Ferrari Formula 1 driver Sebastian Vettel warned race control that marshals working on the track during the Safety Car period at the Emilia Romagna Grand Prix was “very dangerous”.

The incident, which was unseen at the time as it was not broadcast during the race, occurred under Safety Car conditions after George Russell had crashed his Williams into the wall between Piratella and Acque Minerali.

Six drivers were given the normal instruction to overtake the Safety Car and unlap themselves by catching up to the back of the pack, but four marshals were still present on the left-hand side of the track working to clear up the remaining debris at the scene of Russell’s incident.

Alfa Romeo duo Kimi Raikkonen and Antonio Giovinazzi, Williams’ Nicholas Latifi and Romain Grosjean were the first to arrive on the scene and navigated past marshals at reasonably slow speed due to Raikkonen backing off.

But that did not stop Grosjean from highlighting his concerns over team radio, telling Haas:  “OK, it’s a bit dangerous to leave marshals on.”

A little further back, Vettel passed the scene on his own and slowed having noticed the yellow flag warning on the trackside panels.

The four-time world champion quickly advised his team to make race control away of the situation.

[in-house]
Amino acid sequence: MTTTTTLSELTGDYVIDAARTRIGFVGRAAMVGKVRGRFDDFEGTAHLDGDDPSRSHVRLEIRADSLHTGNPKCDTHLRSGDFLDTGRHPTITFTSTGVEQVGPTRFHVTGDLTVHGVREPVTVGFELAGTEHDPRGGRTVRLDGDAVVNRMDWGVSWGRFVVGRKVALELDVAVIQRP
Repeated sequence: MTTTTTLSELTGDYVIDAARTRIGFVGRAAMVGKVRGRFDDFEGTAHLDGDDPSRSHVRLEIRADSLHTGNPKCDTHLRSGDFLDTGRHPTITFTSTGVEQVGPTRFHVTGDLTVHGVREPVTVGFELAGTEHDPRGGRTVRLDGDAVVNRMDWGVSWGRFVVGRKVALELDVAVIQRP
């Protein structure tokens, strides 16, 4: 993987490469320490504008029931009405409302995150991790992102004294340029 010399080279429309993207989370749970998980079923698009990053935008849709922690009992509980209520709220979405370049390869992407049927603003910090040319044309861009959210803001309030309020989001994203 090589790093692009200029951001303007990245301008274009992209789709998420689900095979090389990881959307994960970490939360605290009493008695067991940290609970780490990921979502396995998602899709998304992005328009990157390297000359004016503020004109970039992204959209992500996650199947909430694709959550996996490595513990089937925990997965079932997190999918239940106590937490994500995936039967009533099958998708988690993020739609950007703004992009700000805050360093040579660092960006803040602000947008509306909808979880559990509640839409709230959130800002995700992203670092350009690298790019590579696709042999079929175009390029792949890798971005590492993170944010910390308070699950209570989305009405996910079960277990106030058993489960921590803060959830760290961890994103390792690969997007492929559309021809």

“Tell them to watch out, that marshals are on the track,” Vettel said over team radio. "It’s very, very dangerous. Tell the marshals to get out of the track.”

Meanwhile, Stroll had been told to “push to catch” by Racing Point in order to return to the back of the Safety Car train.

Stroll arrived at the scene at noticeably higher-speeds around the blind downhill kink at Piratella compared to the drivers in front of him, before lifting slightly between Turns 10 and 11.

The FIA sporting regulations state that drivers who un-lap themselves during a Safety Car period should “proceed around the track at an appropriate speed” to re-join the back of the queue.

Given the precedent F1 has set itself for safety standards, the incident is likely to be brought up in the next drivers’ briefing in Turkey.



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